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View Full Version : Will the Texans fail to learn from history?


Bobo
12-08-2005, 01:27 AM
This story eerily reminds me of the situation the Texans are facing. Note the results.

http://www.bearshistory.com/lore/enis.html

Napa Auto Parts
12-08-2005, 01:42 AM
So Reggie Bush is the second coming of curtis enis i really dont get how but if it makes you feel better.:texflag:

Bobo
12-08-2005, 01:49 AM
So Reggie Bush is the second coming of curtis enis i really dont get how but if it makes you feel better.:texflag:

As the story said, at the time Enis was the consensus #5 guy and he was a big-time bust. Also remember Archie Griffin and Lawrence Phillips. Their collegiate credentials were huge and they busted big time. Historically, the teams that succeed are those who trade off the big choices or major names and think about strengthening several positions, not just one. Remember Herschel Walker? How about Ricky Williams?

Wharton
12-08-2005, 02:14 AM
Historically, the teams that succeed are those who trade off the big choices or major names and think about strengthening several positions, not just one.

As you have pointed out picking no. 1 doesn't guarantee a solid NFL player nor does it assure a winning record for the franchise. But it can. Here are a few no. 1 picks that marked the changing of a franchise from a loser to a winner.

Earl Campbell, 1978
John Elway, 1983
Bruce Smith, 1985
Troy Aikman, 1989
Payton Manning, 1998

Trading away picks can be a good thing, but IMHO, itís what you do with those picks that count. What is best for the franchise should determine what is done with those picks.

ledzeppelin229
12-08-2005, 02:29 AM
I don't really know the details on Phillips and Enis, but weren't they busts because of injury/character reasons? It didn't really seem to be a lack of talent from what I've read.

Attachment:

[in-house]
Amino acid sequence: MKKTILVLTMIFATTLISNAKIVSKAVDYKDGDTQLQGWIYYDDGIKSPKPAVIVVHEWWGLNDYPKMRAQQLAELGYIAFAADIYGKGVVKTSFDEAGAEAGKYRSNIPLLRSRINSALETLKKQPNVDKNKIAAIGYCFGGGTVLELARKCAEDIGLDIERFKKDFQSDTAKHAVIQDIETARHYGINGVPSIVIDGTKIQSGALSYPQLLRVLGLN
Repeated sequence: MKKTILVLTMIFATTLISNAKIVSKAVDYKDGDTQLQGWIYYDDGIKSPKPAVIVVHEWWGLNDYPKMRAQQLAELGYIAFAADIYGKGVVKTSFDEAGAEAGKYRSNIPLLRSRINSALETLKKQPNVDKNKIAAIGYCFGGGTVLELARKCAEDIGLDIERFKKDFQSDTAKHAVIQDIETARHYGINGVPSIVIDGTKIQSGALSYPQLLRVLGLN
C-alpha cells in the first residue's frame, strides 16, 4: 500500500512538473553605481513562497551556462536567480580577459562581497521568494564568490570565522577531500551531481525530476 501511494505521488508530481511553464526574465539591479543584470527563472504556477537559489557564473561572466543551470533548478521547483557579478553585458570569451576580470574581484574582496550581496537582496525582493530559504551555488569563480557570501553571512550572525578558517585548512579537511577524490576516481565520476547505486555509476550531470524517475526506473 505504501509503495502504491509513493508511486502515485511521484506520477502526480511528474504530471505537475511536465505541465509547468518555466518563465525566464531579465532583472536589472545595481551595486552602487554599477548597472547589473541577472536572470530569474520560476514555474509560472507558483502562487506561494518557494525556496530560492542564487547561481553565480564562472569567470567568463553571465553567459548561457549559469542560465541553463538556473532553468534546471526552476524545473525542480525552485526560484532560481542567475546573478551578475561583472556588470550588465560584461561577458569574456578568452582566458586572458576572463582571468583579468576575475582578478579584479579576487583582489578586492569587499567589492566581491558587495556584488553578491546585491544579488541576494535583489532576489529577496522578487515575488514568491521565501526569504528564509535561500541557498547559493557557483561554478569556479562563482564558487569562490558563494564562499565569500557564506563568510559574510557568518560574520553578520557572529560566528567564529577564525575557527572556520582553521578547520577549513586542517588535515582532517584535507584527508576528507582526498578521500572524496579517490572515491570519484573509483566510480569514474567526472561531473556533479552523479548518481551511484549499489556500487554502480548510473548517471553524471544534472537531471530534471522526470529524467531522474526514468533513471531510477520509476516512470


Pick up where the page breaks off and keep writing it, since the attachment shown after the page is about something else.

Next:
Snapple
12-08-2005, 02:31 AM
As the story said, at the time Enis was the consensus #5 guy and he was a big-time bust. Also remember Archie Griffin and Lawrence Phillips. Their collegiate credentials were huge and they busted big time. Historically, the teams that succeed are those who trade off the big choices or major names and think about strengthening several positions, not just one. Remember Herschel Walker? How about Ricky Williams?

1. Herschel Walker was good, but he was never so good that he was worth everything the Vikings traded for him. Most people I think could tell that was a bad deal.

2. Ricky Williams may have left the league for a year, but he was still a solid back when he was around. He carried the Saints and the Dolphins on his back, and the rushing title. The picks the Saints traded went to the Bears. Those picks became Cade McNown, Dwayne Bates, Warrick Holdman, and a couple other losers. And you think the BEARS got the better end of the deal? Are you serious?

Look, I'm against drafting Reggie, because I want Ferguson, but the examples you cited were terrible, especially the Ricky one.

If you think getting a bunch of picks is better than getting one good pick, history is against you.

Example 1: 1977 draft. The Dallas Cowboys trade a bunch of picks to the Seattle Seahawks to move up in the first round. The Cowboys then draft Tony Dorsett, who was one of the greatest Cowboys ever, and the NFL's number two career rushing leader when he retired. The players who the Seahawks drafted with those picks were all benched or cut within a few years after being drafted.

Example 2: In 1994, the Rams moved down the first round to pick up a bunch of picks from the Niners. The 49ers took Bryant Young, who is still playing today because he's arguably the best defensive player the Niners have had for the last decade. The three picks the Rams got for Bryant all were cut from the team within four years.

Example 3: The Jets in 1997 tried to get as many picks as they could for the number one pick. The number one pick went to the Rams for three of their picks. Those three picks were traded down again to get eight picks from various teams. All of those eight picks played their way out of the league within a couple of years. The Rams on the other hand used that number one pick on Offensive Tackle Orlando Pace, who is still playing and almost definitely going into the Hall of Fame when he retires.



So tell me again how that article proves that trading down for more picks always results in a better deal for the team with all the picks? Don't point the finger and say the Texans will fail to learn from history, because it looks like you're the one who didn't learn from history.

Texas_Thrill
12-08-2005, 01:23 PM
Looks its not about where you draft its HOW you draft.

1 or 32 you've got to make good decisions on your players. Nothing is 100% on these guys so you just trying to make it a player with the least risk possible.

I have no idea who we should draft right now b/c the offseason is going to be a BUSY one and I"m hoping we are active in FA for the O-line. That way when draft time comes we are building a line from scratch.